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M.Besant E.Walter
Jerusalem, the city of Herod and Saladin


Sir John Froissart's Chronicles of England, France, Spain and the Ajoining Countries from the latter part of the reign of Edward II to the coronation of Henry IV in 12 volumes 

Chronicles of Enguerrand De Monstrelet (Sir John Froissart's Chronicles continuation) in 13 volumes 

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M.Besant E.Walter
Jerusalem, the city of Herod and Saladin
page 401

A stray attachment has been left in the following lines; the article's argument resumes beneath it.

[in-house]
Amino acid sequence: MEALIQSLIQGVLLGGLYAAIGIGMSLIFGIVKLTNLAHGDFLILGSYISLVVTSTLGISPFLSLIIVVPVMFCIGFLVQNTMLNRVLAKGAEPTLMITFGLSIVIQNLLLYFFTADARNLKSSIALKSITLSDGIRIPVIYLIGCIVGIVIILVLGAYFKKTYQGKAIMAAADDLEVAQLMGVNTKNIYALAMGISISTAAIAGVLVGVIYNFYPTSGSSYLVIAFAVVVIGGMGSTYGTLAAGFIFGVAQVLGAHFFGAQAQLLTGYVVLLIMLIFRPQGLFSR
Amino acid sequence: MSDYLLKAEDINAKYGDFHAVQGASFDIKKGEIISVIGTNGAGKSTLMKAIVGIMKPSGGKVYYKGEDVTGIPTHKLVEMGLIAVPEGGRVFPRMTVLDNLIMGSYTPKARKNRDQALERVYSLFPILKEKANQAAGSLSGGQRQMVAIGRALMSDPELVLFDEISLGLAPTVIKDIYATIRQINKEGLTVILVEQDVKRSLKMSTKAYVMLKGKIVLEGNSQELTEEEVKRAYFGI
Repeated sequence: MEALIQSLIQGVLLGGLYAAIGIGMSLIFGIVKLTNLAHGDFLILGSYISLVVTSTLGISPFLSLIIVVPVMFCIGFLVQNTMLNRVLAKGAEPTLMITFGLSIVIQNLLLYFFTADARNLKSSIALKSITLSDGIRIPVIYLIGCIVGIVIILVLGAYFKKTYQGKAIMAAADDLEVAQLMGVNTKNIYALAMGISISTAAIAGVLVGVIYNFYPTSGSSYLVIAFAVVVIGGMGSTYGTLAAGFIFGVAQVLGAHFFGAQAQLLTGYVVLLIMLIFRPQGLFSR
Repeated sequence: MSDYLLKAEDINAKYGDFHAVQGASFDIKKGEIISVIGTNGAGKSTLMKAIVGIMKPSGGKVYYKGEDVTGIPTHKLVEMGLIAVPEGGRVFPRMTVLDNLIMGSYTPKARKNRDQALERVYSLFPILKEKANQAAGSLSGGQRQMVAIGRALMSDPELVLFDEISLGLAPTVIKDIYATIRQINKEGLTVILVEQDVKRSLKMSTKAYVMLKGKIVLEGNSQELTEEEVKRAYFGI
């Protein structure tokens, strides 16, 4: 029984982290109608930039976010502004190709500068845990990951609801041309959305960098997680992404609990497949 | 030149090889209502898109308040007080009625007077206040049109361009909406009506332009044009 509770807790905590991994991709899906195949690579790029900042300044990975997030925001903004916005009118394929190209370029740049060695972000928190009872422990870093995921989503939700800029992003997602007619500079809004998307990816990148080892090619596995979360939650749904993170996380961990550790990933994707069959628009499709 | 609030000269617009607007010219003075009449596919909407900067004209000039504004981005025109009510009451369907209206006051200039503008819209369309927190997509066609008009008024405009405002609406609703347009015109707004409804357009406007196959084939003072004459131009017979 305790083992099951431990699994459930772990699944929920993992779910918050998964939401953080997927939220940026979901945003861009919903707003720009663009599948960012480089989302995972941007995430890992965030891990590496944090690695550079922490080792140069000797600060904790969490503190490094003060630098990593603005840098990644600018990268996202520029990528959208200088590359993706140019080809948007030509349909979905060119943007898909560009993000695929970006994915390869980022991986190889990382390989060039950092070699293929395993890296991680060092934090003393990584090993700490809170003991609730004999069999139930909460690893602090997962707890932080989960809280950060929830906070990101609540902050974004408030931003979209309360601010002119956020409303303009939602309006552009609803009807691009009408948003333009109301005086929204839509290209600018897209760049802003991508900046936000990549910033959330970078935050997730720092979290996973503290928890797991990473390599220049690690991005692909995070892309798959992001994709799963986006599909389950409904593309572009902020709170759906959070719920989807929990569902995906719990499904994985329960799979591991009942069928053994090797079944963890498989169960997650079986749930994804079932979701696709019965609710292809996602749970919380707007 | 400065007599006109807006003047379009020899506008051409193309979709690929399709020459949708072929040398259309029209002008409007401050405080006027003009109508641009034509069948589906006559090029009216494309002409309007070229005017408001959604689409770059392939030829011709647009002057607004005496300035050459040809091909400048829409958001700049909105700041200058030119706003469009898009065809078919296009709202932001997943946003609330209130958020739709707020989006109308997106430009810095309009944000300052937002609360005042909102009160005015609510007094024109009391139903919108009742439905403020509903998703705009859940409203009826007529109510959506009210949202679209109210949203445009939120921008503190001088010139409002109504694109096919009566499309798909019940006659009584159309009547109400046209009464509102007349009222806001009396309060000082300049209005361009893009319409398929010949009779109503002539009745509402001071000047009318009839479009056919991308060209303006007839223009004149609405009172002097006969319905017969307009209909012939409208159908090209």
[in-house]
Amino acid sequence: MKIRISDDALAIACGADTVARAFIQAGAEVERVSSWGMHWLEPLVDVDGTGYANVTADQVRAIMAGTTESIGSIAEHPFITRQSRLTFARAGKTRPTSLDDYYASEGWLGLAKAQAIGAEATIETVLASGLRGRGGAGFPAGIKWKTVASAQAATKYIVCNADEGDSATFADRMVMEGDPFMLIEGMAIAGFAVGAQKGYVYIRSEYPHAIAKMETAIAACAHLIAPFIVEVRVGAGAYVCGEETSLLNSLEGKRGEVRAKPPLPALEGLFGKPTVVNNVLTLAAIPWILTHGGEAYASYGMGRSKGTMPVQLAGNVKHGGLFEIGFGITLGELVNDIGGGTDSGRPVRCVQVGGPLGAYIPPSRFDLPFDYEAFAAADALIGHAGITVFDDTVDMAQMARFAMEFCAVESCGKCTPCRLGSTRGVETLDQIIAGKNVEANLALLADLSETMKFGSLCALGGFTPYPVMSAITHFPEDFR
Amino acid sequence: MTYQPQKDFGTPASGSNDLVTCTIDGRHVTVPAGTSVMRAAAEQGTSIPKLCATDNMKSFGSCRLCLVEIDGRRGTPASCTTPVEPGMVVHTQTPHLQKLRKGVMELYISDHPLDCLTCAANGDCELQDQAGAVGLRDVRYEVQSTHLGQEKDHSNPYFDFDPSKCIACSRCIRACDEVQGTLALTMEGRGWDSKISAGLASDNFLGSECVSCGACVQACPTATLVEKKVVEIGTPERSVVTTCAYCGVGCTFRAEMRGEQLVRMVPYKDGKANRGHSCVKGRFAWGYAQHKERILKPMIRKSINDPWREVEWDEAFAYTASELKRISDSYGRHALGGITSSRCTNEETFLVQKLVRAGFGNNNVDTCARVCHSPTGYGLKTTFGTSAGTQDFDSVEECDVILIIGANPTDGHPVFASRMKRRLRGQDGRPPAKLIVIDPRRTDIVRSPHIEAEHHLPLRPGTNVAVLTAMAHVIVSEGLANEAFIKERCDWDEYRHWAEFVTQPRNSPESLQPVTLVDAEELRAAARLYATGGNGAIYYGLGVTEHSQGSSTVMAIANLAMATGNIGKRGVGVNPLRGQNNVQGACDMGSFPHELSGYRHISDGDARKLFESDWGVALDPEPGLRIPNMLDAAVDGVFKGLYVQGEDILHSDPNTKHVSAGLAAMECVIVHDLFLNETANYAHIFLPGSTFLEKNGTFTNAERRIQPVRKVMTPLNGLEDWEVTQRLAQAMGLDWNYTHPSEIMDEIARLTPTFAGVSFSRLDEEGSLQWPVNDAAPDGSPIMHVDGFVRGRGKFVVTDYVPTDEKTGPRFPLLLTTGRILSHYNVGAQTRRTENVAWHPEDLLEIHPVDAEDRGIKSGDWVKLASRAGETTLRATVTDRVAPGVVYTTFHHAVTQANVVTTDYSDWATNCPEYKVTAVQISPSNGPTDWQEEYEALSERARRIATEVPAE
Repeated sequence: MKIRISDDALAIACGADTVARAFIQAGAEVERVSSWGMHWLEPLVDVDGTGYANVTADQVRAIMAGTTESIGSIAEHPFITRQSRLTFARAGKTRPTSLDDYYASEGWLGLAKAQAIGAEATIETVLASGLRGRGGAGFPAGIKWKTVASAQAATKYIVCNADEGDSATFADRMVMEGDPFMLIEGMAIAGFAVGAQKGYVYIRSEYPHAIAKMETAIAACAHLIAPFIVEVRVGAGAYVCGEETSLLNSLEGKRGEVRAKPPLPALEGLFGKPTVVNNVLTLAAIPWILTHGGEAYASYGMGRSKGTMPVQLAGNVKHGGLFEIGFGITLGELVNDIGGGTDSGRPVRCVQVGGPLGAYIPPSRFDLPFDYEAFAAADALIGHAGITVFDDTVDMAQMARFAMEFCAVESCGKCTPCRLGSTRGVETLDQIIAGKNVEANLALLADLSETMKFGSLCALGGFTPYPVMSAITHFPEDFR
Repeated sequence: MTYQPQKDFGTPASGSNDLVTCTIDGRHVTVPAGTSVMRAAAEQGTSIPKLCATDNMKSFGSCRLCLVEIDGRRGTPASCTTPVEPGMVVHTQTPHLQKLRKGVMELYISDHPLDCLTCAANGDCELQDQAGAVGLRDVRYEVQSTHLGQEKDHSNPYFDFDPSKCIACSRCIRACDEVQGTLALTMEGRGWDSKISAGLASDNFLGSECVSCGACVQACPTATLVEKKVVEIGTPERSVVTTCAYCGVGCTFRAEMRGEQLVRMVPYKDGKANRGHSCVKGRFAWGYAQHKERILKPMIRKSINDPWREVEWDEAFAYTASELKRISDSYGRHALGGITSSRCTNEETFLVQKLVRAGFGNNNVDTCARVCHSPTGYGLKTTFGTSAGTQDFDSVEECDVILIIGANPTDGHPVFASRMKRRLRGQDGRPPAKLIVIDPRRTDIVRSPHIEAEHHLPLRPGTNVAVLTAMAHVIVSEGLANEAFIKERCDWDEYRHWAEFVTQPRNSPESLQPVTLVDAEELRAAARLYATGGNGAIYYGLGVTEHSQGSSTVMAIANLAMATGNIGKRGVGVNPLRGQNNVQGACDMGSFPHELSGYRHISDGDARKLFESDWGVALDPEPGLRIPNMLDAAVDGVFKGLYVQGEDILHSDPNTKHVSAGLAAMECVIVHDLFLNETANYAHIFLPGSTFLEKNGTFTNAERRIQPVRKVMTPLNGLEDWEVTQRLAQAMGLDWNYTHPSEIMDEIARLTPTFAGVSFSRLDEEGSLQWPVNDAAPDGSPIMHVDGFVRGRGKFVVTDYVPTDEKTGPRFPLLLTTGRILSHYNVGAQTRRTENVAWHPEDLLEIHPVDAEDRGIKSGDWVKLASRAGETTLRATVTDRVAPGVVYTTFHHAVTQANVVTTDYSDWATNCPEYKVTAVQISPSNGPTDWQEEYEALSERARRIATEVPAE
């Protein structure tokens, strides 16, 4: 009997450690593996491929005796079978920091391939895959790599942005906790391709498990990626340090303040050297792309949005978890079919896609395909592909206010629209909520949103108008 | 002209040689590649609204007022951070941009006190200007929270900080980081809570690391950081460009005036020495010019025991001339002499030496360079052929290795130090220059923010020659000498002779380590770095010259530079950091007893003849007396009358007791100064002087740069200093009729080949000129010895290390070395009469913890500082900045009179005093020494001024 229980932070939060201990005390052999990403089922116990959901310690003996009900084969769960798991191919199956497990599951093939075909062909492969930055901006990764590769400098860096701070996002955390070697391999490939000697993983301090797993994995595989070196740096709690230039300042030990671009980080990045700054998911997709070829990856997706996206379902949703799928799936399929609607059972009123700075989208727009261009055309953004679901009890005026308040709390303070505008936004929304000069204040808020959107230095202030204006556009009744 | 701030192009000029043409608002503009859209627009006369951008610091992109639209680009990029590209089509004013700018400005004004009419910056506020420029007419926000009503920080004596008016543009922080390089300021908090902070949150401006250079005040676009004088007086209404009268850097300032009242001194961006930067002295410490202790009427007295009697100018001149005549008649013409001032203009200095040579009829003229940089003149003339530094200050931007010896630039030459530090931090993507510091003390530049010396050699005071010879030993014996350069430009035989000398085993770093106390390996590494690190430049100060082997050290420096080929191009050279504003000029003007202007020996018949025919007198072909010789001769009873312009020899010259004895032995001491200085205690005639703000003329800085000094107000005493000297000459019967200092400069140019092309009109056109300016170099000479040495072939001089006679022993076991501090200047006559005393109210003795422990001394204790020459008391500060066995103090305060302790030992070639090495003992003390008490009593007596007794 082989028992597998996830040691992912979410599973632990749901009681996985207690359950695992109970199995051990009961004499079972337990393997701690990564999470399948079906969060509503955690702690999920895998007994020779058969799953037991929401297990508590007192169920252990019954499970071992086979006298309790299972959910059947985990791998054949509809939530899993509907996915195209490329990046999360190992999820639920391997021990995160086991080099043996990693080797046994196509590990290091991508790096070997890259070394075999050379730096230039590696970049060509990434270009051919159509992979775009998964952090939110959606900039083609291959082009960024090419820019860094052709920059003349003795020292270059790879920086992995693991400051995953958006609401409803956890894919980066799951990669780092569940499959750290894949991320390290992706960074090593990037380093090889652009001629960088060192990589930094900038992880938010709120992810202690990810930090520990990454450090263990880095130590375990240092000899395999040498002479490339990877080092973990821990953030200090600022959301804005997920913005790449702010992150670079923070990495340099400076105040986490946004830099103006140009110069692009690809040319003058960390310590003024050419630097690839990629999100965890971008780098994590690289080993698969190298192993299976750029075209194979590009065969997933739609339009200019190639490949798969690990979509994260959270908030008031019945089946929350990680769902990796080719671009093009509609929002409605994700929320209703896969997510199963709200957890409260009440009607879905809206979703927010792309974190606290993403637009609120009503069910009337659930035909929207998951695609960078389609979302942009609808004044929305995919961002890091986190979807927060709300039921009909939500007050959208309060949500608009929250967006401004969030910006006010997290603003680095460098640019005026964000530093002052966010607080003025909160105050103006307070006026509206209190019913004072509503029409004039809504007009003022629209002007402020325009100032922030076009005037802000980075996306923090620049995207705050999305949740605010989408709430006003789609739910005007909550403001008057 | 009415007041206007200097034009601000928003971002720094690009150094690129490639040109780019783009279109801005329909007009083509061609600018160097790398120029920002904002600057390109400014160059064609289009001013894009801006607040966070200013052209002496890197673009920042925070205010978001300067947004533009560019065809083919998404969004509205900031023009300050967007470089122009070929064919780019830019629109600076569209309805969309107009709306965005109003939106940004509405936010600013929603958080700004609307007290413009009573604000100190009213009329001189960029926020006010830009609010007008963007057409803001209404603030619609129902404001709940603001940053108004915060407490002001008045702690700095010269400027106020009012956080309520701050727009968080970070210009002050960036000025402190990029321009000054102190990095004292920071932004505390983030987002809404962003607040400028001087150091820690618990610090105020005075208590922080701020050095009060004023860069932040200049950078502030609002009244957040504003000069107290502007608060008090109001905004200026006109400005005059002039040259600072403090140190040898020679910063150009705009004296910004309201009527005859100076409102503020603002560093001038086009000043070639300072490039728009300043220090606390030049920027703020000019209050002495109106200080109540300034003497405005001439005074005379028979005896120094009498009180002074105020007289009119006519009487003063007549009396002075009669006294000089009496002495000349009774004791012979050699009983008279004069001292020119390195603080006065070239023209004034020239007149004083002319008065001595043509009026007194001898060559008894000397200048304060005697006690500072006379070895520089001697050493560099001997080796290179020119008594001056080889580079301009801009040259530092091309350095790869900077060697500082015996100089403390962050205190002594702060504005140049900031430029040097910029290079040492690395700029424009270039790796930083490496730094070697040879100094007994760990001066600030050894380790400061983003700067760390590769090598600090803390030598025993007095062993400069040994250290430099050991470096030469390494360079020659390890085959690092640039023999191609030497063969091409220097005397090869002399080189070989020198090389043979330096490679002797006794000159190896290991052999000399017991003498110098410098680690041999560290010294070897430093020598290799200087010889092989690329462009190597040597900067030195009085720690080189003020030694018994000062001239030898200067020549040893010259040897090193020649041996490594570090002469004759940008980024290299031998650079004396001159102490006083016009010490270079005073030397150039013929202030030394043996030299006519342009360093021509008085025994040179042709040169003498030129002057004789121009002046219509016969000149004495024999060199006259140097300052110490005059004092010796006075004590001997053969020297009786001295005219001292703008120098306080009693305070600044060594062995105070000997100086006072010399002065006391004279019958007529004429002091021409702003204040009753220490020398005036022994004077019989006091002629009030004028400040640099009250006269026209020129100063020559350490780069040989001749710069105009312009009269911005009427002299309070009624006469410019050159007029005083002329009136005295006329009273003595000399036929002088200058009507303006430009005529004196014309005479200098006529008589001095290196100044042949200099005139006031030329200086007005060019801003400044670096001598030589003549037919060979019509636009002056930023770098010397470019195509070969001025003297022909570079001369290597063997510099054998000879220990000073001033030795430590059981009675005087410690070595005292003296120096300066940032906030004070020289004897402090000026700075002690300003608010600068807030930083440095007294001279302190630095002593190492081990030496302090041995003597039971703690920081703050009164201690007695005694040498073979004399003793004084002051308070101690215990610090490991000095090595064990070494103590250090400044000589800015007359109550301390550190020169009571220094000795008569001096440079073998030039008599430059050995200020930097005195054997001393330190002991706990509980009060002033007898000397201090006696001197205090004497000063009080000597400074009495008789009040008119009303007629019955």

: • upon a lofty mountain nearly 1700 feet high, with steep escarpments, and surrounded by deep valleys. Notwithstanding its formidable character Saladin determined to attack it, and on the morning after his arrival (21st August) he ascended the heights with his troops, both cavalry and infantry, and the whole of his siege train, and surrounded the fortress on every side. For two days and nights a continuous assault was made upon the walls with the battering rams, and projectiles were thrown into the midst of the castle without intermission. On the morning of the 23rd, preparations were made for taking the place by storm : the whole army was divided into three parts, each of which was to carry on the assault for a portion of the day, so as to give the besieged no interval of rest. The first division, under 'Ernad-ed-din, commenced the attack with the early morning light, and the contest raged on both sides with unexampled fury ; at last, 'Emâd-ed-din's men beginning to flag, were relieved by the second division, commanded by the Sultan in person. Placing himself at the head of the storming party, Saladin called out to his soldiers to follow him to victory : answering his appeal by a long and enthusiastic shout, they swarmed like one man up the rocks and battlements, carrying everything before them, and poured into the fortress. The defenders, driven back from the walls, now began to cry out for quarter ; but it was too late, the blood of the Muslims was fairly aroused, and even Saladin's presence and authority could not for some time stop the indiscriminate slaughter. At last order was partially restored, the prisoners—an immense number—were secured, and the soldiers, loaded with booty, returned in triumph to their tents. Amongst the captives were the sister of the Prince of Antioch (to whom the castle belonged), her husband, daughter, and son-in-law ; these were all treated by the conqueror with the greatest kindness and consideration, and were, together with a few of their immediate followers,

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